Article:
Talat Numanov from Dushanbe, Tajikistan works in Central Asian Development Agency as an IT specialist, and his goal is to learn more about FLOSS and distribute it to users. Says he: "My friends use Mandrake Linux (because it has been localised to Tajik)." Russell T. Kyaw Oo from Myanmar says: "I am focusing on localisation, translation and modification."
Guests from overseas should be meeting up with Guntupalli Karunakar, a soft-spoken extremely low-key Mumbai-based champion of localisation. He’s one of the key movers behind the Indian Linux Project (http://www.indlinux.org). Explains Karunakar: "My primary experience is in F(L)OSS localisation. I have been working on this for last four years. We have almost completed Hindi localisation part."
Not-so-friendly neighbouring regions are sometimes united by common concerns. From Pakistan, Sufyan told Karunakar in a pre-conference online discussion: "We at Open Source Resource Center of Pakistan (www.osrc.org.pk) will be grateful to you if you can give us an action plan for localization in Urdu."
Localisation is an issue that many are addressing in the FLOSS world, and taking computing to communities which otherwise might just be seen as an unviable market.
Javier Sola, a Spaniard living in Cambodia, is coordinator of the KhmerOS project. "Our goal is to make Cambodia OpenSource-Country by means of localisation. I am an enthusiast of F(L)OSS localisation. I believe that it is the key to adoption of F(L)OSS by users," says he.
He has been also working on a "toolkit" on how to do FLOSS localisation. In Javier’s view, localisation and making migration easy are the two "keys to FLOSS adoption". In Bangalore, he regrets not being able to attend both tracks.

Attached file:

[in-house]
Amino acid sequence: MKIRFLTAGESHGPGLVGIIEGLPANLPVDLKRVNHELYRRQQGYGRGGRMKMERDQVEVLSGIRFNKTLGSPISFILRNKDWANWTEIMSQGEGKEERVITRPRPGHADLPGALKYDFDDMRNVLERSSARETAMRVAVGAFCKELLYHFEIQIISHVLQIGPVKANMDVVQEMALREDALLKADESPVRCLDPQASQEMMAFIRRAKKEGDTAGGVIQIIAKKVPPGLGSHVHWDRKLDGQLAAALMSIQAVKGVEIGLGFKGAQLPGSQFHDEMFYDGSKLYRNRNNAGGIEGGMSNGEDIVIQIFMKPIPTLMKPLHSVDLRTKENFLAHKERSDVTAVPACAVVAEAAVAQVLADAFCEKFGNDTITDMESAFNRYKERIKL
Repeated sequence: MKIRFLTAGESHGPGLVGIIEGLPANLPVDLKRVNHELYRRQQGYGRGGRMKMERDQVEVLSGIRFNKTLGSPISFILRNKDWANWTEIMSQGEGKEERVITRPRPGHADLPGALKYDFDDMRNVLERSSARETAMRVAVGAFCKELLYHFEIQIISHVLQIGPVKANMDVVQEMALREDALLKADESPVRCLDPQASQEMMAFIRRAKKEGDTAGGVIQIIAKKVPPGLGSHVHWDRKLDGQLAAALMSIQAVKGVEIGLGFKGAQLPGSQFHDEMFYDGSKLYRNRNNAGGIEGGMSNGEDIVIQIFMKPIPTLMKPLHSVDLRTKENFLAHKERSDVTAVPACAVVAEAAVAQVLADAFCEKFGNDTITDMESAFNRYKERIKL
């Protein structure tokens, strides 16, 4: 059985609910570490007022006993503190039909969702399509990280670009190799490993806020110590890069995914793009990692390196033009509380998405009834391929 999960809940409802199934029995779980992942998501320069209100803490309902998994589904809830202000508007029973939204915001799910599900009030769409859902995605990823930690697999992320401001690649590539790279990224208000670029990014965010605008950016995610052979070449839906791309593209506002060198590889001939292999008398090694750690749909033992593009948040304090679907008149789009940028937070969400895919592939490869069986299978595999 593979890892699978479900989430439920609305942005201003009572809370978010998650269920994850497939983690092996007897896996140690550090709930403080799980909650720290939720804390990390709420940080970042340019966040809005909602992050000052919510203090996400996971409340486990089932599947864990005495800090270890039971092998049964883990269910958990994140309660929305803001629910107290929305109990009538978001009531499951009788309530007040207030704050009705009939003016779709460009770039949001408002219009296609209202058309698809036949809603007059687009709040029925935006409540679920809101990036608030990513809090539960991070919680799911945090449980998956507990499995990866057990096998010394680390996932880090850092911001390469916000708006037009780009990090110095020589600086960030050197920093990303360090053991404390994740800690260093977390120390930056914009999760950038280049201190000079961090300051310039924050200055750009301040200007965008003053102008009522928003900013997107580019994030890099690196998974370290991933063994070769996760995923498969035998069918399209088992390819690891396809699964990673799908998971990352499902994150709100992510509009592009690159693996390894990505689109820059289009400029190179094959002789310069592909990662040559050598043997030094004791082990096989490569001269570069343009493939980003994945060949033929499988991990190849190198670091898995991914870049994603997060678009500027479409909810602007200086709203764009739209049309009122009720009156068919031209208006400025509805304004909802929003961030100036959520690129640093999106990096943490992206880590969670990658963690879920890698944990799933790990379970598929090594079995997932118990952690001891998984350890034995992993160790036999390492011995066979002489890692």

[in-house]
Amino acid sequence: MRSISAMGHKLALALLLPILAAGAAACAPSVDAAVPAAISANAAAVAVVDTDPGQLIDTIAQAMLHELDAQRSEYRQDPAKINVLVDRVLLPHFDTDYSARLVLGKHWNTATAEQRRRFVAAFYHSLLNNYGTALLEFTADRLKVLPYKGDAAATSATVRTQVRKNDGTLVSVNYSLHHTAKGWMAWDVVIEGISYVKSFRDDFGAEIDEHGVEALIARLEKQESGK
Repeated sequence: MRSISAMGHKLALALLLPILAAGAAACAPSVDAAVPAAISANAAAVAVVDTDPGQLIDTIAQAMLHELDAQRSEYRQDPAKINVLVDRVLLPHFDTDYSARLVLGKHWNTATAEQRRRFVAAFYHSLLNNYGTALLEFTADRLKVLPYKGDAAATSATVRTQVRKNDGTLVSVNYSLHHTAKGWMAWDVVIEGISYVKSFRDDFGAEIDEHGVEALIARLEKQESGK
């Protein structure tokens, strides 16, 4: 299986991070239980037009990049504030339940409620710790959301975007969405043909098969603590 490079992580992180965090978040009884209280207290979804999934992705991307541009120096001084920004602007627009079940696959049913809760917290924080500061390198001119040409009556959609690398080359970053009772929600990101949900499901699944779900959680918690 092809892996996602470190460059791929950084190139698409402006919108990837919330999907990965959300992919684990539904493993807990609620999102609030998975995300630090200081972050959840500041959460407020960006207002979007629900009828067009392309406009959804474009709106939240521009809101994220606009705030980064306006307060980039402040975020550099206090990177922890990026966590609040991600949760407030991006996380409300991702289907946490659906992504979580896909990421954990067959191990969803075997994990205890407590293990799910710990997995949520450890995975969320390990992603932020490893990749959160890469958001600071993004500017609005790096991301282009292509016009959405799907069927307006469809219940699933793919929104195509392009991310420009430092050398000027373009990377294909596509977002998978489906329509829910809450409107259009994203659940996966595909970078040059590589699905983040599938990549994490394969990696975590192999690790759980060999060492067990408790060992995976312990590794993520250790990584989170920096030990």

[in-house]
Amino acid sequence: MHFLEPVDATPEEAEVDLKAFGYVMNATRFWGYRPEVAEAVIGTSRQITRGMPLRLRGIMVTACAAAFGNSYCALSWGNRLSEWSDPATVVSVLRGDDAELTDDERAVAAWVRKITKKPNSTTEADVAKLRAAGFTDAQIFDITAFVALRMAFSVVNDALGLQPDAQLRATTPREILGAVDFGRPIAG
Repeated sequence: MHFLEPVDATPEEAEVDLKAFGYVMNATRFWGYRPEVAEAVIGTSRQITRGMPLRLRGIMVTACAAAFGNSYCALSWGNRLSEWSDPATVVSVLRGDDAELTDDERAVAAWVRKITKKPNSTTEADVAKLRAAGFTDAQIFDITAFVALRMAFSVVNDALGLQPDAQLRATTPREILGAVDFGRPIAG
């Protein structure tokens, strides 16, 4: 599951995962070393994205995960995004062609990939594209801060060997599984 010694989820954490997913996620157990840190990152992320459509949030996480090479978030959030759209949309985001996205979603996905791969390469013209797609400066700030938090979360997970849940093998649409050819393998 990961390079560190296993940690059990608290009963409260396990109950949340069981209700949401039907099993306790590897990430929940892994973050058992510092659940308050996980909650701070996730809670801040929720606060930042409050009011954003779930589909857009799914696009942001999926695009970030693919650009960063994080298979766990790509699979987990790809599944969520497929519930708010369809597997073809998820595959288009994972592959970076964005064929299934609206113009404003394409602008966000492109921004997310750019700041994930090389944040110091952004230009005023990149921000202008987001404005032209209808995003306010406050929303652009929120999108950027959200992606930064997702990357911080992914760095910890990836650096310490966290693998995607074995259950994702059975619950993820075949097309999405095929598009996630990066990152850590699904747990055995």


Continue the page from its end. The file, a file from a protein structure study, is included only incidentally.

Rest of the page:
Hok Kakada, another Cambodian, works for the KhmerOS project, which she sees as aiming to "enable all the Cambodian people to use a computer in their own language". She says that by using FLOSS, their team has already localised a number of applications into the Khmer language — actually, not just applications, but even the operating system as well.
OVER A HUNDRED
Over a hundred participants are expected at this global meet. Together with experts and specialists, they’ll look at how technology and free and open source software makes sense within the non-profit sector — in terms of access and content.
Asia Source organisers — the Dutch TacticalTech.org network and Mahiti.org in Bangalore — say theirs will be the "first event of its kind" in the region.
Peer-learning will take top priority. Participants will look at available options, learn how to select and apply alternative technologies. They’ll access skills and tools to utilise this in their daily work.
There will be experts to share the skills.
Colin Charles, also from Malaysia, considers himself an "all round open source person, actively involved in The Fedora Project and OpenOffice.org." He has helped many NGOs, companies and individuals make the switch, first to the Windows-like Open Office and then to GNU/Linux.
Soon-Son ‘Shawn’ Kwon from South Korea works with a "big corporation" by day and by night has been managing the highly-successful Korean Linux Documentation Project, "as a hobby".
David Tremblay is a French Canadian volunteer working for Oxfam Quebec as an IT analyst in Ha Noi, Vietnam. He says: "I’m implementing websites, intranet, extranet and networks using — as much as I can — open source, open standards and accessible technologies. I’m trying to build a strong open source community in Ha Noi. I’m also a proud [GNU]Linux desktop user."
Tremblay argues that he wants "to raise awareness among my NGOs that are too often giving away computers without thinking what their are doing…. I want to raise awareness that software choice isn’t genuine. Too often, they think of their computers as a hammer, and everything become a MS-nail."